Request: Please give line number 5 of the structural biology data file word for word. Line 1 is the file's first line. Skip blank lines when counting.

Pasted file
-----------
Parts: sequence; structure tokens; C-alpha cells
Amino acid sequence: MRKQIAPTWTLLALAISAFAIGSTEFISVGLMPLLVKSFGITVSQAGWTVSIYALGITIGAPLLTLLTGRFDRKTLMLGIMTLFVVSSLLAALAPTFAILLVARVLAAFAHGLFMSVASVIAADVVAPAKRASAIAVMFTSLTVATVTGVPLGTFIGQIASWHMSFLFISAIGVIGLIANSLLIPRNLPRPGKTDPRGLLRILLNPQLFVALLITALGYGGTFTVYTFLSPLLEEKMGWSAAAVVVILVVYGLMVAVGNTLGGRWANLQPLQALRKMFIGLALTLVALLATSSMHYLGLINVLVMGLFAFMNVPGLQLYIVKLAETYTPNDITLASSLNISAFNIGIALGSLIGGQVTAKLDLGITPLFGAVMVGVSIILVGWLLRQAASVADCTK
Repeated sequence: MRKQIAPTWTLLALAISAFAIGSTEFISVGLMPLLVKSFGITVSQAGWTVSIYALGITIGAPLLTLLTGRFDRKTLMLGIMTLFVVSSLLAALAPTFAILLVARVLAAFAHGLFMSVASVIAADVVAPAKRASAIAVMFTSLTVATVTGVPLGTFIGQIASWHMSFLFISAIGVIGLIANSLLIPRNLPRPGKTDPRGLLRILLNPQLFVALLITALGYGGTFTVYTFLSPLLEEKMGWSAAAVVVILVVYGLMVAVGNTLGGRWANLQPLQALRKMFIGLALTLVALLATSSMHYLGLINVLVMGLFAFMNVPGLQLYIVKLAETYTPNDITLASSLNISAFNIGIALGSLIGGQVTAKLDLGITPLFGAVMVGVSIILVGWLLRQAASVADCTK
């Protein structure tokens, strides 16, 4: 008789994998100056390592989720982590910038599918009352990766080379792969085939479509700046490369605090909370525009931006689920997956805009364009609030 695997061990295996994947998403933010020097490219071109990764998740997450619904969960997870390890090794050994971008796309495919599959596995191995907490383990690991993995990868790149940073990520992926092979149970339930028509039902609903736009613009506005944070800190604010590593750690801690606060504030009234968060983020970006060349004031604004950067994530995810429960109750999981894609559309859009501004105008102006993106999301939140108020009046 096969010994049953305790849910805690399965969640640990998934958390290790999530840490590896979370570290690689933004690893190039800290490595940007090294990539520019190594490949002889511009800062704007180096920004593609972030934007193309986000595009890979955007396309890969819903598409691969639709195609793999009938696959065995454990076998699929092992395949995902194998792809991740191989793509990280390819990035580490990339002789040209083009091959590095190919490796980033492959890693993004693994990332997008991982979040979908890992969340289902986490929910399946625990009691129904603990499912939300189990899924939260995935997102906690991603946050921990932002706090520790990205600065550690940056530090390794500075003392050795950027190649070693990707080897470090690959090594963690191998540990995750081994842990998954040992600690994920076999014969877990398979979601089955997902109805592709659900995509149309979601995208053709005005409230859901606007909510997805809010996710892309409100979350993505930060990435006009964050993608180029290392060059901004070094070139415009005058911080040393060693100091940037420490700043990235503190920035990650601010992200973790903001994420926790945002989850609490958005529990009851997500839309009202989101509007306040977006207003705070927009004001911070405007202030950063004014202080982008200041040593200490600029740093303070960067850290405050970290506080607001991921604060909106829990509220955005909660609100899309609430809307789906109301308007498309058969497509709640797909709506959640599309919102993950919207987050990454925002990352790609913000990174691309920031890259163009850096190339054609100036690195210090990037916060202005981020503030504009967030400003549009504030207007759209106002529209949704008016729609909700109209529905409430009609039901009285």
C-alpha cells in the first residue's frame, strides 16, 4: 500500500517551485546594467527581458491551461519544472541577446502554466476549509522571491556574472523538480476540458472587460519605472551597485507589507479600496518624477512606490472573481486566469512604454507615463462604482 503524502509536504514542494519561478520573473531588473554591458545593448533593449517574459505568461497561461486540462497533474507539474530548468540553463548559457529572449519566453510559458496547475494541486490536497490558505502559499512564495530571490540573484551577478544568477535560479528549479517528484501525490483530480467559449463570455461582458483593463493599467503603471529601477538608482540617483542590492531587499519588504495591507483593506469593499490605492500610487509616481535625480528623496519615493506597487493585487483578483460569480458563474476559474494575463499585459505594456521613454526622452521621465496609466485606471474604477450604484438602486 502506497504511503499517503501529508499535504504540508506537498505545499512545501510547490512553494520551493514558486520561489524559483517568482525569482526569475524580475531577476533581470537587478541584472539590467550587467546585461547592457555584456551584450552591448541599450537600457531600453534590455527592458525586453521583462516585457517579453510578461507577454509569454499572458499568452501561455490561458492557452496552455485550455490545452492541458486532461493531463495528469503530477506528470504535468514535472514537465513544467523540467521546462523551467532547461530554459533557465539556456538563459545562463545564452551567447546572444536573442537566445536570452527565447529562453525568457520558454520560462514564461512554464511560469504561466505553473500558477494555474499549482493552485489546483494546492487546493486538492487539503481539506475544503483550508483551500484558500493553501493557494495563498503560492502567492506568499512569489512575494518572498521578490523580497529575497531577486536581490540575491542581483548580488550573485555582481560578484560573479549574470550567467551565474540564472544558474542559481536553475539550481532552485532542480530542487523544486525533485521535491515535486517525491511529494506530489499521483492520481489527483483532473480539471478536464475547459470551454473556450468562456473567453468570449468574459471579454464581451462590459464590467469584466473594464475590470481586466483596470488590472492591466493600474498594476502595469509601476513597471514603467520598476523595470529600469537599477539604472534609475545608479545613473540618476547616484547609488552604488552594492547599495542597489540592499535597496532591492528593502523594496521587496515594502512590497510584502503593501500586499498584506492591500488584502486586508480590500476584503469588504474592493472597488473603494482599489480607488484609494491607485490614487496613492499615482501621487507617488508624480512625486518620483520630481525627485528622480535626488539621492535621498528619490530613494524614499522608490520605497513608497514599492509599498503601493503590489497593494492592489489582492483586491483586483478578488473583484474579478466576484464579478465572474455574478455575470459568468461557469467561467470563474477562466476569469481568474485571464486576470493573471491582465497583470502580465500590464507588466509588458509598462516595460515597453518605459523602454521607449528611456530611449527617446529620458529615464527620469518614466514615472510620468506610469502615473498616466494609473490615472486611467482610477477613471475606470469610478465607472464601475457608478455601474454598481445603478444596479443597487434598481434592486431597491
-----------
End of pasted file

C-alpha cells in the first residue's frame, strides 16, 4: 500500500517551485546594467527581458491551461519544472541577446502554466476549509522571491556574472523538480476540458472587460519605472551597485507589507479600496518624477512606490472573481486566469512604454507615463462604482 503524502509536504514542494519561478520573473531588473554591458545593448533593449517574459505568461497561461486540462497533474507539474530548468540553463548559457529572449519566453510559458496547475494541486490536497490558505502559499512564495530571490540573484551577478544568477535560479528549479517528484501525490483530480467559449463570455461582458483593463493599467503603471529601477538608482540617483542590492531587499519588504495591507483593506469593499490605492500610487509616481535625480528623496519615493506597487493585487483578483460569480458563474476559474494575463499585459505594456521613454526622452521621465496609466485606471474604477450604484438602486 502506497504511503499517503501529508499535504504540508506537498505545499512545501510547490512553494520551493514558486520561489524559483517568482525569482526569475524580475531577476533581470537587478541584472539590467550587467546585461547592457555584456551584450552591448541599450537600457531600453534590455527592458525586453521583462516585457517579453510578461507577454509569454499572458499568452501561455490561458492557452496552455485550455490545452492541458486532461493531463495528469503530477506528470504535468514535472514537465513544467523540467521546462523551467532547461530554459533557465539556456538563459545562463545564452551567447546572444536573442537566445536570452527565447529562453525568457520558454520560462514564461512554464511560469504561466505553473500558477494555474499549482493552485489546483494546492487546493486538492487539503481539506475544503483550508483551500484558500493553501493557494495563498503560492502567492506568499512569489512575494518572498521578490523580497529575497531577486536581490540575491542581483548580488550573485555582481560578484560573479549574470550567467551565474540564472544558474542559481536553475539550481532552485532542480530542487523544486525533485521535491515535486517525491511529494506530489499521483492520481489527483483532473480539471478536464475547459470551454473556450468562456473567453468570449468574459471579454464581451462590459464590467469584466473594464475590470481586466483596470488590472492591466493600474498594476502595469509601476513597471514603467520598476523595470529600469537599477539604472534609475545608479545613473540618476547616484547609488552604488552594492547599495542597489540592499535597496532591492528593502523594496521587496515594502512590497510584502503593501500586499498584506492591500488584502486586508480590500476584503469588504474592493472597488473603494482599489480607488484609494491607485490614487496613492499615482501621487507617488508624480512625486518620483520630481525627485528622480535626488539621492535621498528619490530613494524614499522608490520605497513608497514599492509599498503601493503590489497593494492592489489582492483586491483586483478578488473583484474579478466576484464579478465572474455574478455575470459568468461557469467561467470563474477562466476569469481568474485571464486576470493573471491582465497583470502580465500590464507588466509588458509598462516595460515597453518605459523602454521607449528611456530611449527617446529620458529615464527620469518614466514615472510620468506610469502615473498616466494609473490615472486611467482610477477613471475606470469610478465607472464601475457608478455601474454598481445603478444596479443597487434598481434592486431597491